Propagandopoly: Monopoly as an Ideological Tool

Known around the world as a symbol of both the fun and folly of capitalism, Monopoly has often been viewed as a vehicle for political indoctrination.

| Fall 2017

Monopoly is a game in which anyone from a child to a grandma can become a ruthless property mogul. Sold in over 114 countries, the game was first commercially marketed as a success story of the American dream, a game invented, its packaging claimed, by an unemployed man for whom it made millions during the Great Depression. As a potent worldwide symbol for capitalism it has become so well recognised that during the Occupy London protest in 2011, an oversized Monopoly board sat outside St Paul’s Cathedral, featuring a destitute Rich Uncle Pennybags and attributed by many to famous street artist Banksy. The message to everyone was clear.

The young woman who originally invented the game, however, had far different ideals. Elizabeth Magie was inspired by her passion for the anti-monopolist economic theories of politician Henry George, and her desire to teach them to others in a simple, compelling way led her to develop The Landlord’s Game. In the words of her 1903 patent application, the game was designed “not only to afford amusement to the players, but to illustrate to them how under the present or prevailing system of land tenure, the landlord has an advantage over other enterprises.”

The game had two sets of rules. One was similar to today’s Monopoly, while the other rewarded everyone and avoided monopolies. The game was featured in The Review in 1902, where Magie was quoted as saying, “There are those who argue that it may be a dangerous thing to teach children how they may thus get the advantage of their fellows, but let me tell you there are no fairer-minded beings in the world than our own little American children. Watch them in their play and see how quick they are […] to cry, ‘No fair!’”

Nonetheless, Magie struggled to generate commercial interest in her game. Parker Brothers told her it was “too political,” most likely because of its length, complexity, and anti-capitalist message. The game was fairly didactic, and its values were at odds with the American economic system, not to mention with Parker Brothers, a company that stood to benefit from the very practices that the game sought to censure.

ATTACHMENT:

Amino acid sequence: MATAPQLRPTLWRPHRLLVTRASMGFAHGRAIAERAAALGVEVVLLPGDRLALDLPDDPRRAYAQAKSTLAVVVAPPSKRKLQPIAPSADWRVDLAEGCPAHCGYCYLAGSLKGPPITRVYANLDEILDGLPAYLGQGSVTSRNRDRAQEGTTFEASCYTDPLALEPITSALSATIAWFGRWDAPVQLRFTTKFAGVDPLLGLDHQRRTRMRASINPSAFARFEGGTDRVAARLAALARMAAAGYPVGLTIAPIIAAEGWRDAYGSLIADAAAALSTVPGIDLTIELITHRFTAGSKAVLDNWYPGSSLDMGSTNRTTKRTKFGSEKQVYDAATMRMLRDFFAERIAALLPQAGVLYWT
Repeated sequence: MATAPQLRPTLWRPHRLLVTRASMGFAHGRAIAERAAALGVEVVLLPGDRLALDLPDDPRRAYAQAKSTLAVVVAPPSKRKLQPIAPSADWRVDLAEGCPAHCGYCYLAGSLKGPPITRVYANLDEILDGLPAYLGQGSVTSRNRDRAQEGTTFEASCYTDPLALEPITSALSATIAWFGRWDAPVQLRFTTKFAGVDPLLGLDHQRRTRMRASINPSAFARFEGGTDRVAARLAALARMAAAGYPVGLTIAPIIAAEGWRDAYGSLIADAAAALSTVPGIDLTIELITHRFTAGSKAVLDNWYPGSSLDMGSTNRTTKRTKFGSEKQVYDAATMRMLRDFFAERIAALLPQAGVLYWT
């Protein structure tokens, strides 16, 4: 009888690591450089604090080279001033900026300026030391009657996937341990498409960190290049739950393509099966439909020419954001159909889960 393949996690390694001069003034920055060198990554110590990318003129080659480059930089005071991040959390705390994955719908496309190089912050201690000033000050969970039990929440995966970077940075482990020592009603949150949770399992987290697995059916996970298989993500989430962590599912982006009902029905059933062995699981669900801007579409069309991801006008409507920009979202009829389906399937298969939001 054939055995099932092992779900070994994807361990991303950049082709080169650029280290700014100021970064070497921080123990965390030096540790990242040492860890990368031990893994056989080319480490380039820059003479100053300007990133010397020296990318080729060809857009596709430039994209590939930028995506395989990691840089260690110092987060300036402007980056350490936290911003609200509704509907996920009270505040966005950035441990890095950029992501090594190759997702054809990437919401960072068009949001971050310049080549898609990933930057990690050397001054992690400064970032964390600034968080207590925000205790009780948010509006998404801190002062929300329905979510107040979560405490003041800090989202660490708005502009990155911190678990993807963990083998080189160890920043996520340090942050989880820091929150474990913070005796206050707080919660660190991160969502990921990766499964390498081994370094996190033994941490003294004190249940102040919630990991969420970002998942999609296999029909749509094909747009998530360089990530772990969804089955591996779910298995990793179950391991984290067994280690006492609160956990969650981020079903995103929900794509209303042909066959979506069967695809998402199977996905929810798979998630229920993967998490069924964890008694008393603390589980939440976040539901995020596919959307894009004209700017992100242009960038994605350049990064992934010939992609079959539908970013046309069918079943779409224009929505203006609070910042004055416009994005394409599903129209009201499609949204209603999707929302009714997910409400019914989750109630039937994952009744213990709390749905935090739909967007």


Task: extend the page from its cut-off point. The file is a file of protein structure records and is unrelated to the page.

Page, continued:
Still, the game had popular appeal and quickly evolved beyond Magie’s control. Some changes were slight, such as adaptations of the street names to the players’ neighbourhoods, but others were radical. Perhaps the biggest change was the exact reversal of Magie’s original intent: as players created their own boards and rules, they focused on the elements that were the most exciting for them, and for non-Georgists, those were accumulating capital, building a real-estate empire, and dominating the market. This shift was so marked that the game came to be known colloquially as ‘Monopoly’.

‘Monopoly’ was also the name used by Charles Darrow, an unemployed salesman, when he took the game to Parker Brothers, pretending it was his original invention. His version, stripped of Georgist ideals, was already selling well, so Parker Brothers decided to take a chance on it, and Monopoly’s popularity spread quickly across American and European nations.

11/24/2017 1:12:19 PM

I have successfully taught an 8 year old math and strategy with Monopoly. I would prefer a fun game that also taught ethics. Can you recommend one?

11/24/2017 1:12:17 PM

I have successfully used Monopoly to teach an 8 year old math and strategy. I would prefer a fun game that also taught ethics. Can you recommend one?

11/24/2017 7:29:27 AM

"In other words, how people play isn’t necessarily how they act in the real world, but it is affected by the type of player the game sets them up to become." Brilliant insight. Thank you for plainly stating what is so apparently clear to everyone who doesn't own boardwalk. This piece as a whole is finely designed within the art of writing. It is my belief that writing only qualifies as art if it provokes the reader to new levels of thought and highlights the truth of what's hiding in plain sight. Here Russo does both. Well played. -Erica Svendsen